Dissertation Abstract

The Predictive Value of Selected Stressors and Social Support on Burnout in Radiation Therapists

Publication Number:  AAT9947540
Author:  Adams, Robert
School:  North Carolina State University
Date:  1999
Pages:  99
Subject:  Radiation Therapy, Workplace

Burnout represents a danger to the mental and physical health of human service workers. Burnout often diminishes the quality and efficiency of service provided by workers and as such, represents a danger to service recipients and employers. Studies have demonstrated that human service workers who report high levels of job stress and low levels of social support are more likely to experience burnout.

Radiation therapists are subject to considerable individual, interpersonal, and organizational stresses, and report high levels of burnout. In the present study, relationships between stress, burnout, and social support were examined. Both work and non-work sources of stress were evaluated through a random sample of 1,200 radiation therapists working full-time throughout the United States.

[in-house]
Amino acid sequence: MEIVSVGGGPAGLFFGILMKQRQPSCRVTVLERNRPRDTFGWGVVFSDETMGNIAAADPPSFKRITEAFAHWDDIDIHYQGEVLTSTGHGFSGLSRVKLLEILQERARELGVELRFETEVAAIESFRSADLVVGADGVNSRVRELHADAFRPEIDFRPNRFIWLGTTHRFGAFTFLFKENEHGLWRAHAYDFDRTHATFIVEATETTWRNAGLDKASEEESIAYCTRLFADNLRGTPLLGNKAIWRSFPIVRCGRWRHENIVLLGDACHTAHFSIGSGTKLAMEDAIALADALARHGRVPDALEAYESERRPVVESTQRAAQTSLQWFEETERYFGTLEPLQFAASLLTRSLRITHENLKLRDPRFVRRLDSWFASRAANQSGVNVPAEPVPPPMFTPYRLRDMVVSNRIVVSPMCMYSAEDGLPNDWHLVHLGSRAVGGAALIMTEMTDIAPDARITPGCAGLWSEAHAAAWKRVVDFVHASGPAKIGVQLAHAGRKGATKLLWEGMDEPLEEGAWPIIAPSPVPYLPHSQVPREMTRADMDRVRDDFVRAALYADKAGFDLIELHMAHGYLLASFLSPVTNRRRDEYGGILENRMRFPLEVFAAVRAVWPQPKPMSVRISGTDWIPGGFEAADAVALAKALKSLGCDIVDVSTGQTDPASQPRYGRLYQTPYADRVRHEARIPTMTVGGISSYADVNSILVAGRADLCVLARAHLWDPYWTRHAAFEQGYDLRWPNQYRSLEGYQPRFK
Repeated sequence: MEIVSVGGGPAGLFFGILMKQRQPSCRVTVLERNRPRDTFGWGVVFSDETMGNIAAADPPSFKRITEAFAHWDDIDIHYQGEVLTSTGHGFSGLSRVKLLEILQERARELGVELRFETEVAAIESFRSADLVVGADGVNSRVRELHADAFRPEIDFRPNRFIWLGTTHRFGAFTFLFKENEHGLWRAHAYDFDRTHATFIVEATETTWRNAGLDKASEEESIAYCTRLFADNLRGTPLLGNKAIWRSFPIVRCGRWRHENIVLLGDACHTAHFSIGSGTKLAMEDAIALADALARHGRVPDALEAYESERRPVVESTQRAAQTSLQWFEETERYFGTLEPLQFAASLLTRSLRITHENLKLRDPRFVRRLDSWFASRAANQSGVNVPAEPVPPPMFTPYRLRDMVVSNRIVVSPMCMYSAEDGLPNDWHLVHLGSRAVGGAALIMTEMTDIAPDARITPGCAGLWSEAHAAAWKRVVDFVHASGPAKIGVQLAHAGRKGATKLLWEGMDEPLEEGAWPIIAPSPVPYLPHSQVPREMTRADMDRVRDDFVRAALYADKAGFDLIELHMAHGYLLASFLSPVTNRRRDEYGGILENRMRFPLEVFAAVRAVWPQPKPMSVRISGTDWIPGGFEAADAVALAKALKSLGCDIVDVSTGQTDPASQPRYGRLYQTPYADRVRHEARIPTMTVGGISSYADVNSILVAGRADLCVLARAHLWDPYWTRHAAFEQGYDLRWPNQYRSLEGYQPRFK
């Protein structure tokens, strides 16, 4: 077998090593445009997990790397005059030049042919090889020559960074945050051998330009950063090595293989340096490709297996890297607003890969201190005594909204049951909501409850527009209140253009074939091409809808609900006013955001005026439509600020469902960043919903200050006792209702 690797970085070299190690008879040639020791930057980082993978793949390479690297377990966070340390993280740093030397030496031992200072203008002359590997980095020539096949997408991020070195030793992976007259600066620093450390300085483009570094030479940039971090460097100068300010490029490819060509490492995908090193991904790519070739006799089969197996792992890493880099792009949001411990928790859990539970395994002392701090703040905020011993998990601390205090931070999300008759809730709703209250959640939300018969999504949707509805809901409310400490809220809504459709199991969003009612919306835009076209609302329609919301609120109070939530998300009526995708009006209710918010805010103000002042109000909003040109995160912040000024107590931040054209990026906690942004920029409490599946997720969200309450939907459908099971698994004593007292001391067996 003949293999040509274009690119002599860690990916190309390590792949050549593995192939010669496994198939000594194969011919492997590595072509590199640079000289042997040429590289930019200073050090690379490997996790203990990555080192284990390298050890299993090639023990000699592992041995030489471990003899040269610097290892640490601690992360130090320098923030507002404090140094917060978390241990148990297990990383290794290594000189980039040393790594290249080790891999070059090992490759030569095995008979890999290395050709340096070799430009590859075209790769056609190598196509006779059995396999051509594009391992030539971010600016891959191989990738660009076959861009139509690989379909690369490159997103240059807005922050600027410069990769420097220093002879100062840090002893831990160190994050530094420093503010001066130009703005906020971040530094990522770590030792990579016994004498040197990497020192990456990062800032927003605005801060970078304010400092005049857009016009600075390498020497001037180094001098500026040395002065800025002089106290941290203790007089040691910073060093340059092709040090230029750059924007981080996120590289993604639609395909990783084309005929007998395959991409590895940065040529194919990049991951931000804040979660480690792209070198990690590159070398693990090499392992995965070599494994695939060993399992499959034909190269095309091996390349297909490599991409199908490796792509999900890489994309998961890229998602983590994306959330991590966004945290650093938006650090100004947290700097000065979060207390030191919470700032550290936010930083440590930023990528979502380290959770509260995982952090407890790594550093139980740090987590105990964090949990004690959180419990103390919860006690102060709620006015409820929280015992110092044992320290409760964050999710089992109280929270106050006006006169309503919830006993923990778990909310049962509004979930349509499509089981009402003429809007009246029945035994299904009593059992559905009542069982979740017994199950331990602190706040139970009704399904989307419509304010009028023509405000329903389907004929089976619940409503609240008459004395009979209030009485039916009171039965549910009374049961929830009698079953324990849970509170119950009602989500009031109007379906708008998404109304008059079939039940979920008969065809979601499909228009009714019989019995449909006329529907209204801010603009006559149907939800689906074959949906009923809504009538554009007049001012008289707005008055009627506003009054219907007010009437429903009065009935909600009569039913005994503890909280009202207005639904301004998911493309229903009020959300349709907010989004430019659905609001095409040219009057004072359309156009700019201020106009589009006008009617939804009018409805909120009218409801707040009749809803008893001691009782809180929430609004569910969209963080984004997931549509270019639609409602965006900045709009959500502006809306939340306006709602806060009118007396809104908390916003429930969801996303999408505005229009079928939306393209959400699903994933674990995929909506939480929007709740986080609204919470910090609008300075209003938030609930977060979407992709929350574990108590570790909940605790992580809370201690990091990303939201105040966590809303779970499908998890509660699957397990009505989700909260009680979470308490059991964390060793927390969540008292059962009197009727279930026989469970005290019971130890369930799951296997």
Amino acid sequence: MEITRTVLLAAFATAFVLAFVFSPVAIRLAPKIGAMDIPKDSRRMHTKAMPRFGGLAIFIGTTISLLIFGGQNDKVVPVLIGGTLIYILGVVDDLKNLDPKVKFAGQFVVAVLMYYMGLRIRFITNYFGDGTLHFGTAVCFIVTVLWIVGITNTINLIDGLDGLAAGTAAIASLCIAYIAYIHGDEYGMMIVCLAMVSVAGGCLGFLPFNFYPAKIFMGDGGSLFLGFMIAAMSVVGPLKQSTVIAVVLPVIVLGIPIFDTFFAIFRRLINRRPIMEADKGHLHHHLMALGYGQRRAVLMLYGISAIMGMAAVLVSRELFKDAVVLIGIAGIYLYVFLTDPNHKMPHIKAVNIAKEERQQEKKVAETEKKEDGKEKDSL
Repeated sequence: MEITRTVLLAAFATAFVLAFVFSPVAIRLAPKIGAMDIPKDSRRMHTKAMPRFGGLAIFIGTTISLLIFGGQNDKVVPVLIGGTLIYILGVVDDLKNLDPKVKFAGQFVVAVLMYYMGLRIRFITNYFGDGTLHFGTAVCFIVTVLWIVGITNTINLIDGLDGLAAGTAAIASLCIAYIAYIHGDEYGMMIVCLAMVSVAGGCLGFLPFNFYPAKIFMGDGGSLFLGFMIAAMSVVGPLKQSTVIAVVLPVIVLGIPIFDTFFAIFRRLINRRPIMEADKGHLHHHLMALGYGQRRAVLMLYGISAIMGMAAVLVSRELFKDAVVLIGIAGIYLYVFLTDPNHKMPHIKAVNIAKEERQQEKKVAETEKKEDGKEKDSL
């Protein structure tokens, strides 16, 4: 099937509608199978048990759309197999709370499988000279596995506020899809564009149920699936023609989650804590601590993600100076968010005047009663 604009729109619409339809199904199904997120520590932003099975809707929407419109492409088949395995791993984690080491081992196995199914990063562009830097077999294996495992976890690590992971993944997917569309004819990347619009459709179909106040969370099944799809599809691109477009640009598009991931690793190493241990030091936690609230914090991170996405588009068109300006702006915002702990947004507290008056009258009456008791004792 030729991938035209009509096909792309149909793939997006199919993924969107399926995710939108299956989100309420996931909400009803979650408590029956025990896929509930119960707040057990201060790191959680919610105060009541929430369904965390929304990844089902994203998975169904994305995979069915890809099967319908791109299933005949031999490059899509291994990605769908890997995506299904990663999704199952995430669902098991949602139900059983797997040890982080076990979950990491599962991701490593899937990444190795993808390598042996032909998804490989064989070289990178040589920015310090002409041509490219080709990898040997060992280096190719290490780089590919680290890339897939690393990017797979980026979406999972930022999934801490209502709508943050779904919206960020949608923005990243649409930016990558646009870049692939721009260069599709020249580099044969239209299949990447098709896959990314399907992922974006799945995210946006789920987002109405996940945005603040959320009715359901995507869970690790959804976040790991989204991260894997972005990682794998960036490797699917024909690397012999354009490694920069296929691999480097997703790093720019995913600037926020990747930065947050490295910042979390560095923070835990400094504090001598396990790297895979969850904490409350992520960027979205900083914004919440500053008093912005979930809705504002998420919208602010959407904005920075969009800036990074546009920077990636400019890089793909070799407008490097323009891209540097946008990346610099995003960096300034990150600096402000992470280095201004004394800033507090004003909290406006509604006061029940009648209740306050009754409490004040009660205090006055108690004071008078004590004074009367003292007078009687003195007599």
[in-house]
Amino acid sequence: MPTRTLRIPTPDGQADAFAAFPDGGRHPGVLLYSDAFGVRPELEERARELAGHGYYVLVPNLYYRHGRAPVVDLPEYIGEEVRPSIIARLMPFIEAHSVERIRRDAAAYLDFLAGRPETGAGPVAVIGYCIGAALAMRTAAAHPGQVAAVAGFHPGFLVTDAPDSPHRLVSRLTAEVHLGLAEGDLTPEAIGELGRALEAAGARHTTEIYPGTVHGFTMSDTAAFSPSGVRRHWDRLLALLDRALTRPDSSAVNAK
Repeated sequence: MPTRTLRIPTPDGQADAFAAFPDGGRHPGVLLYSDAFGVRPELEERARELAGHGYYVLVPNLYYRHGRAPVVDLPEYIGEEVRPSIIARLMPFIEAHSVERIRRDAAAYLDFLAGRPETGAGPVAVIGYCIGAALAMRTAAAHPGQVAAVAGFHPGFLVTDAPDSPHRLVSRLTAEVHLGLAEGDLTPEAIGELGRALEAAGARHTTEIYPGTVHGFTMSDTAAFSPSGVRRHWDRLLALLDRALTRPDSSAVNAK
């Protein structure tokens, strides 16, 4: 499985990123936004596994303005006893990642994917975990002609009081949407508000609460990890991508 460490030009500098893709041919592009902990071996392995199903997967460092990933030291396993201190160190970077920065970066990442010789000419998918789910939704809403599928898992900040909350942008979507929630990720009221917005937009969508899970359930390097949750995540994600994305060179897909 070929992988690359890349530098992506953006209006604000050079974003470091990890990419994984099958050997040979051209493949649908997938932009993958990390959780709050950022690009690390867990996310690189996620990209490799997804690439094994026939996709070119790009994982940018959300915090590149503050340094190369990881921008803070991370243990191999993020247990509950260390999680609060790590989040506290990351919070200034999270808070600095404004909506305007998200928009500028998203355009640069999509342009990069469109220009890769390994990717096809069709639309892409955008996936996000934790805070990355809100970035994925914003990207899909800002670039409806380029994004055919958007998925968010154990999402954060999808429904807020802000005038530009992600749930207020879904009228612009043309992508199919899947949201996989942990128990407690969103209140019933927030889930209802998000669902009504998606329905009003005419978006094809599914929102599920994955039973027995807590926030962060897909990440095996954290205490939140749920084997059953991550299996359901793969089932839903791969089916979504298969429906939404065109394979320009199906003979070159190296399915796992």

Subjects reported high levels of individual, interpersonal, and organizational stress coupled with high levels of emotional exhaustion, depersonalization, and decreased sense of personal accomplishment relative to norms. Higher levels of burnout were associated with higher levels of stress and lower levels of social support.

The findings of the present study warrant further research, and suggest that implementation of intervention programs could have wide ranging benefits for radiation therapy facilities. The radiation therapists who report high levels of stress and burnout have the potential to benefit most from interventional programs.

Employers stand to benefit as well, in light of previous research relating employee stress and burnout to increased tardiness, turnover rate, and decreased productivity.

Finally, the 1.2 million people in the United States currently receiving cancer therapy as well as all future cancer patients, may benefit from the improved quality of care and increased productivity which accompanies a decrease in staff stress and burnout.

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